We booked dinner for 12.30 on Sunday. On arrival we were warmly greeted, and taken to our seats at the bar. It is a curious concept, French dining but with Japanese style lay out and service. In the same way a sushi chef would pass things over to you as you sit at the counter, here the staff pass the dishes over to you as they are prepared infront of your eyes only a few feet away.

The decor of the restaurant is a very modern red and black, and they appeared to be having an apple phase. There were apples on display through out the restaurant, but curiously they were not that apparent on the menu!

We were one of the first guests to arrive for the lunchtime service, so there were only 3 other people in the restaurant when we started dining. At that time the volume of music they played in the restaurant did seem disconcertingly loud, but as the place became busier and livelier it seemed to be the correct ambient level.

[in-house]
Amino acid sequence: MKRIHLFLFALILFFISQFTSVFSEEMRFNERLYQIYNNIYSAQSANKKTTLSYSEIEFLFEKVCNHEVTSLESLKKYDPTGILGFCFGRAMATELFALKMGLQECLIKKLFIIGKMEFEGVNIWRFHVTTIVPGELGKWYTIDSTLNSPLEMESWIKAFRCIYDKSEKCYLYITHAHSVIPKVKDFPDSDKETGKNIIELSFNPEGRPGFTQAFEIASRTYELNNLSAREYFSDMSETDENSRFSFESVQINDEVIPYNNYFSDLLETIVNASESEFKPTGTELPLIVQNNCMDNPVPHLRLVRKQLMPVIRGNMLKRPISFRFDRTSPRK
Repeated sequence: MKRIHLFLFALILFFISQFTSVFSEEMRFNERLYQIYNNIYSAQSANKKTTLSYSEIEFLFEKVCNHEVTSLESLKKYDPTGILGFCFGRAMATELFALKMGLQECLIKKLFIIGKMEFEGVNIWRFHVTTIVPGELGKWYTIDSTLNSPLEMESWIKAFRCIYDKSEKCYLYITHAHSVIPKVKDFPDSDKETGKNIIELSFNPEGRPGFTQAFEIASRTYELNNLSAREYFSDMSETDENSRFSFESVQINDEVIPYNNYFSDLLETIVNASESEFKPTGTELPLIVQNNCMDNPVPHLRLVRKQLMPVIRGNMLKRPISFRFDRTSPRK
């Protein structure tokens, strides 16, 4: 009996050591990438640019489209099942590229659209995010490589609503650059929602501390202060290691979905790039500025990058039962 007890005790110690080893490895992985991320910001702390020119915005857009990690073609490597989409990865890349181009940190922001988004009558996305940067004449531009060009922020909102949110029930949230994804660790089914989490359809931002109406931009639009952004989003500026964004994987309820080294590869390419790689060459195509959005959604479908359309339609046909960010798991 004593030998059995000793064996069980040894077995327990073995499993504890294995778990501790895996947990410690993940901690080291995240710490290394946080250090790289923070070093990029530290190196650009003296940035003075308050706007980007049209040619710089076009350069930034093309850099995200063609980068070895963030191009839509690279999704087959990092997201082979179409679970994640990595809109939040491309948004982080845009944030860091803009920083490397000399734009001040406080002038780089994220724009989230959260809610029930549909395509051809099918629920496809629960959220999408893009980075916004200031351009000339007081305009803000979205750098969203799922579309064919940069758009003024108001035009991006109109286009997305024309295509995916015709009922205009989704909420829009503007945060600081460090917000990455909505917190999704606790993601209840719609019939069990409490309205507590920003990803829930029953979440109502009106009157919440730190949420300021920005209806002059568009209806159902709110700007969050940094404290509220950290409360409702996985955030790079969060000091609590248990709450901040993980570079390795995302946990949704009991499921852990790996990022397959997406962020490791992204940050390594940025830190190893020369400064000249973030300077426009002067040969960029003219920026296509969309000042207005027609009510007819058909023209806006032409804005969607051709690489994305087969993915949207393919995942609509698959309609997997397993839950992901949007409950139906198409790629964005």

For our starters we chose La Chataigne (a chestnut soup), and L’Oeuf (an egg cocotte in mushroom cream). Both were delicious. The only slight imperfection was that the egg and mushroom cream was served in a martini glass, and soup had spilled down the neck of the glass.

Our mains of Les Spaghetti (Atelier style spaghetti) and Le Lapin (braised rabbit) were equally good. The spaghetti was in an intense tomato (and I assume breadcrumb) sauce, and with the generous shavings of parmesan, was full of umami flavour. The rabbit was surrounded by a ring of macaroni, where each piece was stood on its end, and somehow attached to its neighbour, to form a ring to hold the rabbit. It must have been stunningly labour intensive and was a great deal of fun.